The bat still sleeps in the messy smother of community by day, flies and feeds, a misunderstood symbol of darkness, solitary and free in the night, and the beaver still builds patiently, doing the hard work, one hewn stick at a time, showing up at the dam every day, his work feeding him, his family, his community; just ask the muskrat swimming by.

 And the hummer is still the most surprising nominee since like him, I am small. But my respect for him has grown as I watch him throw the sun’s rays back into the day, now transformed into fire, intriguingly fierce in all of his smallness, competitive, territorial, dive bombing life in spite of his size.

Recently, though, two new totems appeared in my life, and I embrace the jellyfish as a necessary template for transparency, resiliency, riding the waves and feasting on what she absorbs, being blessed with every ebb and flow of the tides.

 I was going to add in the mythical winged dragon after a fire-breathing spell of indignation, but then I discovered the ugly mud bug that inhabits the primordial ooze, the smelly mud at the bottom of the water trough, the mud bug that molts and regrows his exoskeleton over and over, for up to five years, growing and hiding and cycling, until that perfect day when everything is right.

On that day, he crawls up out of the ooze, crawls up into the sun, holds tight to the side of the trough or the fragile reed, splits himself open right down the center of his back, and emerges… emerges not, this time, as the same ol’ mud dweller, but as a jewel-toned dragonfly–glorious in the light.

9. What is more important, truth or kindness?

“Before you speak, think -Is it necessary? Is it true? Is it kind? Will it hurt anyone? Will it improve on the silence?” Sri Sathya Sai Baba

10. How do you define sin?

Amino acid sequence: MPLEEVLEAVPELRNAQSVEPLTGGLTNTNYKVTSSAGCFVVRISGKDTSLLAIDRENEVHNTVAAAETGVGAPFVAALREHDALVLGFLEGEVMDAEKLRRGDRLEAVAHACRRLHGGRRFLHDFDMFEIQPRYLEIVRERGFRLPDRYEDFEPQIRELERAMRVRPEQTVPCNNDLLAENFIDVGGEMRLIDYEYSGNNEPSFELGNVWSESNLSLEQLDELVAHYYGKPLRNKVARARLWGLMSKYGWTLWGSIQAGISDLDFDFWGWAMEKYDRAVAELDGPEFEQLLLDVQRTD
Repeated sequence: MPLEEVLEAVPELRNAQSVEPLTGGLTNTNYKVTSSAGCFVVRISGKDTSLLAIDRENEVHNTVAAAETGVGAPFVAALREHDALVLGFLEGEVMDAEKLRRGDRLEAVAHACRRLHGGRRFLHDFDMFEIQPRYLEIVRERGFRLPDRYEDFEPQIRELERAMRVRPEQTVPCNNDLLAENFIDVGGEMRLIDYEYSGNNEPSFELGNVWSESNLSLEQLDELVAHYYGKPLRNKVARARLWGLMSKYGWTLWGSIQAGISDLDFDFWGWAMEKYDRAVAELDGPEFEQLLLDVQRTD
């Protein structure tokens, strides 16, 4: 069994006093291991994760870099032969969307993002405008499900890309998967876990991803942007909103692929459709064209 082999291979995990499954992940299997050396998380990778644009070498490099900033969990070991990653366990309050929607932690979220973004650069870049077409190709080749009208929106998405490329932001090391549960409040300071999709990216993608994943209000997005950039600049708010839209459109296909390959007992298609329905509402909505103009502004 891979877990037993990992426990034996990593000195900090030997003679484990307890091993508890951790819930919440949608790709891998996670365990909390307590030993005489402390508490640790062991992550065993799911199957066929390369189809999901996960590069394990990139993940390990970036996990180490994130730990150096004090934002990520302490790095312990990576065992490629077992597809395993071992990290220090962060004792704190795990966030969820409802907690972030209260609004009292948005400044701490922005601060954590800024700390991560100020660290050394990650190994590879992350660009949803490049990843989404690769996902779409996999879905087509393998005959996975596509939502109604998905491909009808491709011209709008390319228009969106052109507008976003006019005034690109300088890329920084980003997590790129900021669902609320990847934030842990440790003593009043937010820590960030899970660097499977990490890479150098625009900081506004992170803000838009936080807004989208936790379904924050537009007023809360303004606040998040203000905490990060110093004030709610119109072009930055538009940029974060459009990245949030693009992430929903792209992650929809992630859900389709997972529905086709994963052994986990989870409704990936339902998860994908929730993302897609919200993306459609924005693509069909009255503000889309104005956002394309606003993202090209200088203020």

Harm

11. How do you define virtue?

Do no harm.

12. Design your headstone: What does it say? What does it look like?

I am not going to have a headstone. I wish for a sky burial. But if I did have a headstone, I would hope it would say : She had a huge capacity for JOY.

Connections:

Amy Hale Auker
Rightful Place on Facebook

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9 Comments leave one →
  1. August 9, 2011 07:16

    Glad to see this if only now! lol!

  2. April 22, 2011 16:45

    Amy is such a gifted writer. Thanks for allowing us to peek. I’m going to take the twelve questions and answer them for myself.

  3. April 22, 2011 00:11

    Love Amy Hale Auker. She’s la mera, mera vaquera! When you read her work, you feel you are standing out in/on the earth and communing with Nature. She’s expansive in her appreciation of same, and yet never overlooks the details they comprise.
    Excellent choice for honest responses to a questionnaire.
    Also, the site has appeal.

    • Spencer K. permalink*
      April 22, 2011 08:12

      Thanks, Michael! We’re glad you visited for Amy’s post and hope you’ll check back.

    • Amy permalink
      April 22, 2011 17:39

      Thanks, Michael! I’ve got your gift pack all ready for July…

  4. April 21, 2011 11:47

    Loved your 12, still crazy about you, too. Crazy Heart was great!

  5. Spencer K. permalink*
    April 20, 2011 18:47

    I really love Amy’s response about Totem Animals. I think we too often forget that we have affinities and relationships with animals that aren’t just our domesticated companions, and that there’s room there for the stately and the lowly.

    • Amy permalink
      April 22, 2011 17:40

      Thank you for this Spencer…. and for the opportunity. What a really fun and interesting way to find out about people doing cool things!